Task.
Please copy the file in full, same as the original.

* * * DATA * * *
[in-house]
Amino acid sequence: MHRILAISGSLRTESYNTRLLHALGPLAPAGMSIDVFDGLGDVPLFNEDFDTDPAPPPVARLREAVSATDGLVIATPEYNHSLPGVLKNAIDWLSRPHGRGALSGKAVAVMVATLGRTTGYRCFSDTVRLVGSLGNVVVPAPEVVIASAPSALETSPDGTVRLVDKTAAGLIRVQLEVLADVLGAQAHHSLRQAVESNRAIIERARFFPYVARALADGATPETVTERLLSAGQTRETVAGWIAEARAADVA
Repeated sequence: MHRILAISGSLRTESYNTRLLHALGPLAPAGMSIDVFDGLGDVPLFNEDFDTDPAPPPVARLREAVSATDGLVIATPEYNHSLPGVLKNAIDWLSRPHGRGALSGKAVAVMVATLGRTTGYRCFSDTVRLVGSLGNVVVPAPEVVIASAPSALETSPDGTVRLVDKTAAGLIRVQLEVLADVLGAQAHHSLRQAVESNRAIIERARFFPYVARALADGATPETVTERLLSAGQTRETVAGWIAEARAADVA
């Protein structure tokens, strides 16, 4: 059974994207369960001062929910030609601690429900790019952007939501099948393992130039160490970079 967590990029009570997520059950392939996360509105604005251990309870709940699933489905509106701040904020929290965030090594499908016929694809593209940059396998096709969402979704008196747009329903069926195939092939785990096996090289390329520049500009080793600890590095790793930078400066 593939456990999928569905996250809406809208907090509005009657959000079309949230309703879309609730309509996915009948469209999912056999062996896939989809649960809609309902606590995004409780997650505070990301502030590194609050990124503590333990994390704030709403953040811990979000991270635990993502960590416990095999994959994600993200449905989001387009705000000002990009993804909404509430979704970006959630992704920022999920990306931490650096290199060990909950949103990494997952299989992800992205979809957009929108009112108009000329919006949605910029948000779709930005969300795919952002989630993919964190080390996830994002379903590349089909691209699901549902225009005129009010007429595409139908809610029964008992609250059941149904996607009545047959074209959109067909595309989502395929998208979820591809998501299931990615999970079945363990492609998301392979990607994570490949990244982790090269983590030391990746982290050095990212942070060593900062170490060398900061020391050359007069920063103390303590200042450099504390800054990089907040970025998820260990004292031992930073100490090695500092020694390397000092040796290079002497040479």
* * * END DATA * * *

[in-house]
Amino acid sequence: MHRILAISGSLRTESYNTRLLHALGPLAPAGMSIDVFDGLGDVPLFNEDFDTDPAPPPVARLREAVSATDGLVIATPEYNHSLPGVLKNAIDWLSRPHGRGALSGKAVAVMVATLGRTTGYRCFSDTVRLVGSLGNVVVPAPEVVIASAPSALETSPDGTVRLVDKTAAGLIRVQLEVLADVLGAQAHHSLRQAVESNRAIIERARFFPYVARALADGATPETVTERLLSAGQTRETVAGWIAEARAADVA
Repeated sequence: MHRILAISGSLRTESYNTRLLHALGPLAPAGMSIDVFDGLGDVPLFNEDFDTDPAPPPVARLREAVSATDGLVIATPEYNHSLPGVLKNAIDWLSRPHGRGALSGKAVAVMVATLGRTTGYRCFSDTVRLVGSLGNVVVPAPEVVIASAPSALETSPDGTVRLVDKTAAGLIRVQLEVLADVLGAQAHHSLRQAVESNRAIIERARFFPYVARALADGATPETVTERLLSAGQTRETVAGWIAEARAADVA
């Protein structure tokens, strides 16, 4: 059974994207369960001062929910030609601690429900790019952007939501099948393992130039160490970079 967590990029009570997520059950392939996360509105604005251990309870709940699933489905509106701040904020929290965030090594499908016929694809593209940059396998096709969402979704008196747009329903069926195939092939785990096996090289390329520049500009080793600890590095790793930078400066 593939456990999928569905996250809406809208907090509005009657959000079309949230309703879309609730309509996915009948469209999912056999062996896939989809649960809609309902606590995004409780997650505070990301502030590194609050990124503590333990994390704030709403953040811990979000991270635990993502960590416990095999994959994600993200449905989001387009705000000002990009993804909404509430979704970006959630992704920022999920990306931490650096290199060990909950949103990494997952299989992800992205979809957009929108009112108009000329919006949605910029948000779709930005969300795919952002989630993919964190080390996830994002379903590349089909691209699901549902225009005129009010007429595409139908809610029964008992609250059941149904996607009545047959074209959109067909595309989502395929998208979820591809998501299931990615999970079945363990492609998301392979990607994570490949990244982790090269983590030391990746982290050095990212942070060593900062170490060398900061020391050359007069920063103390303590200042450099504390800054990089907040970025998820260990004292031992930073100490090695500092020694390397000092040796290079002497040479």